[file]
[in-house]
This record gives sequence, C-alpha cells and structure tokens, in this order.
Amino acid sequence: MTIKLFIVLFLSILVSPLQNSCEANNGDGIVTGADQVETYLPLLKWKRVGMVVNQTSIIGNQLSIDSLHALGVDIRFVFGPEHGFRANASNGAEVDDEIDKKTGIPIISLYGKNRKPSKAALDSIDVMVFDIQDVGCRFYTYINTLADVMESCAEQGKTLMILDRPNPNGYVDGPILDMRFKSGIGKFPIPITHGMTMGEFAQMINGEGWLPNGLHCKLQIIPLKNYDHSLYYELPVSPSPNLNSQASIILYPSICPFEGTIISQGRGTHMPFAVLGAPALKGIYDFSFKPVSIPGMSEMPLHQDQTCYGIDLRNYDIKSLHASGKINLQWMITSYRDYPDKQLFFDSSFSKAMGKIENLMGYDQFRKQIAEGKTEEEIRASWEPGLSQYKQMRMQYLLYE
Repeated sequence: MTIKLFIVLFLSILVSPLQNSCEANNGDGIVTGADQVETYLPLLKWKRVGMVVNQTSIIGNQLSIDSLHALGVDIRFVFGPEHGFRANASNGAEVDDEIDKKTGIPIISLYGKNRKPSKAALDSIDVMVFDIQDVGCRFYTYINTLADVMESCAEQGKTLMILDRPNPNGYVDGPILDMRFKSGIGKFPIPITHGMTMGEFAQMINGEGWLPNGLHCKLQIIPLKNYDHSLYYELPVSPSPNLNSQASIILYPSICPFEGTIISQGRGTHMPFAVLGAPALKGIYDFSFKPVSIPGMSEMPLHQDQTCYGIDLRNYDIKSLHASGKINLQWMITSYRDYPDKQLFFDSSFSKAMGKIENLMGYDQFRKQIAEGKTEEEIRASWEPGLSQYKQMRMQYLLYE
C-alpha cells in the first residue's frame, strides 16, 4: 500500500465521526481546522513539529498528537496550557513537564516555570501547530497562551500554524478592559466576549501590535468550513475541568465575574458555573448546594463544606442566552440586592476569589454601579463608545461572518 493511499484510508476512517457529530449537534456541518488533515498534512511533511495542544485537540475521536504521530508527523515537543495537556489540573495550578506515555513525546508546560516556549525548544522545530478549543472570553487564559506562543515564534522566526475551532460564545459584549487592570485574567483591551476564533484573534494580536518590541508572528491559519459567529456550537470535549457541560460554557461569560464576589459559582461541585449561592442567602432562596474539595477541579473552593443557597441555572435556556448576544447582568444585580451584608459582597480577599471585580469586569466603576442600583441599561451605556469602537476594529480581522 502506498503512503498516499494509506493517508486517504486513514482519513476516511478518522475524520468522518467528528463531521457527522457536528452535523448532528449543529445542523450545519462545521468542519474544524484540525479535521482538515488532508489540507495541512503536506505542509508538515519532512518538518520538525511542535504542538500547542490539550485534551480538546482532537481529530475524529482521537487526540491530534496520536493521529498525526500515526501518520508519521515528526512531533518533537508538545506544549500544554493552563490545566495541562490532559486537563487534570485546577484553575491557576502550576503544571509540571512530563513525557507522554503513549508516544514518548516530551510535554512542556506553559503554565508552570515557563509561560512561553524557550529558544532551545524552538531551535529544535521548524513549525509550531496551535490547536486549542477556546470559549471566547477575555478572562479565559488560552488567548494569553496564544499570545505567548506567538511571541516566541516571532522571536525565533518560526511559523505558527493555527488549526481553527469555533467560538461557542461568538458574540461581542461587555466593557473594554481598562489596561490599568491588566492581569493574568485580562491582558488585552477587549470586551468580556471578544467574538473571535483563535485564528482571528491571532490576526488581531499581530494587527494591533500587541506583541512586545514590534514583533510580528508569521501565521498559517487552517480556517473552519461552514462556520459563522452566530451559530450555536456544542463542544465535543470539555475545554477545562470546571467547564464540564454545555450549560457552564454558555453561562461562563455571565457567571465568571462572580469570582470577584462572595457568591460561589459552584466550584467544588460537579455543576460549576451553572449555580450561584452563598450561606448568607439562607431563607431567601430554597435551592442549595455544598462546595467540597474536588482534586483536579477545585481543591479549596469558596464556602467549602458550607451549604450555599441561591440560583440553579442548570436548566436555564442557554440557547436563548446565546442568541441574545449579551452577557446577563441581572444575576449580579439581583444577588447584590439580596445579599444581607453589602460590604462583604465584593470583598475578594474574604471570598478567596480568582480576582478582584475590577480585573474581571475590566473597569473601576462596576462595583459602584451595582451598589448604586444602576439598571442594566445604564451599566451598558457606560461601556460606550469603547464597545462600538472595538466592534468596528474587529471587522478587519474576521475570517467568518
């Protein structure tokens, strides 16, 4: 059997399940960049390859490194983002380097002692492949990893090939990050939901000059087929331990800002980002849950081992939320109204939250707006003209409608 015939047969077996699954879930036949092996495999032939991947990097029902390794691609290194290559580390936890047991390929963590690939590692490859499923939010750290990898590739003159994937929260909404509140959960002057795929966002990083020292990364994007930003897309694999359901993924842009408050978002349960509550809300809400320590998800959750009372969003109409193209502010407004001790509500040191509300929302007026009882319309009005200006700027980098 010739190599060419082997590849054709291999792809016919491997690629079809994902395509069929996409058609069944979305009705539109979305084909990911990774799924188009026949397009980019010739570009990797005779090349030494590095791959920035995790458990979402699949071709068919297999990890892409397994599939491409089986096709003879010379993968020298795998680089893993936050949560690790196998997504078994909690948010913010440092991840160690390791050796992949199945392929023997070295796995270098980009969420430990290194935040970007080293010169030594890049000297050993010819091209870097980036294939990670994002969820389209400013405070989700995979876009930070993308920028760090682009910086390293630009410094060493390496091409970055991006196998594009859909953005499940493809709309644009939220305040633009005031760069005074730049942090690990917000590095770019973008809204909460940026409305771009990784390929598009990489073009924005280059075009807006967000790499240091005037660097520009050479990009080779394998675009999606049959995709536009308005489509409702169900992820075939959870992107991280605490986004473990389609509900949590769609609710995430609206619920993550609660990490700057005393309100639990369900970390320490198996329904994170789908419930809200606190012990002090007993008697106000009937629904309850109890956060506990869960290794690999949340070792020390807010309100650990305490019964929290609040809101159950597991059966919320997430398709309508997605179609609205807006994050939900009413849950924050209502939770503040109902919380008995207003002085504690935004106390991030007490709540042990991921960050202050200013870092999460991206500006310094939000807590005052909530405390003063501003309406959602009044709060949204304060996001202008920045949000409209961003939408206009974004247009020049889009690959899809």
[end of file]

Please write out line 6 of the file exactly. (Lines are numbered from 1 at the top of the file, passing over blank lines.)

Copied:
């Protein structure tokens, strides 16, 4: 059997399940960049390859490194983002380097002692492949990893090939990050939901000059087929331990800002980002849950081992939320109204939250707006003209409608 015939047969077996699954879930036949092996495999032939991947990097029902390794691609290194290559580390936890047991390929963590690939590692490859499923939010750290990898590739003159994937929260909404509140959960002057795929966002990083020292990364994007930003897309694999359901993924842009408050978002349960509550809300809400320590998800959750009372969003109409193209502010407004001790509500040191509300929302007026009882319309009005200006700027980098 010739190599060419082997590849054709291999792809016919491997690629079809994902395509069929996409058609069944979305009705539109979305084909990911990774799924188009026949397009980019010739570009990797005779090349030494590095791959920035995790458990979402699949071709068919297999990890892409397994599939491409089986096709003879010379993968020298795998680089893993936050949560690790196998997504078994909690948010913010440092991840160690390791050796992949199945392929023997070295796995270098980009969420430990290194935040970007080293010169030594890049000297050993010819091209870097980036294939990670994002969820389209400013405070989700995979876009930070993308920028760090682009910086390293630009410094060493390496091409970055991006196998594009859909953005499940493809709309644009939220305040633009005031760069005074730049942090690990917000590095770019973008809204909460940026409305771009990784390929598009990489073009924005280059075009807006967000790499240091005037660097520009050479990009080779394998675009999606049959995709536009308005489509409702169900992820075939959870992107991280605490986004473990389609509900949590769609609710995430609206619920993550609660990490700057005393309100639990369900970390320490198996329904994170789908419930809200606190012990002090007993008697106000009937629904309850109890956060506990869960290794690999949340070792020390807010309100650990305490019964929290609040809101159950597991059966919320997430398709309508997605179609609205807006994050939900009413849950924050209502939770503040109902919380008995207003002085504690935004106390991030007490709540042990991921960050202050200013870092999460991206500006310094939000807590005052909530405390003063501003309406959602009044709060949204304060996001202008920045949000409209961003939408206009974004247009020049889009690959899809």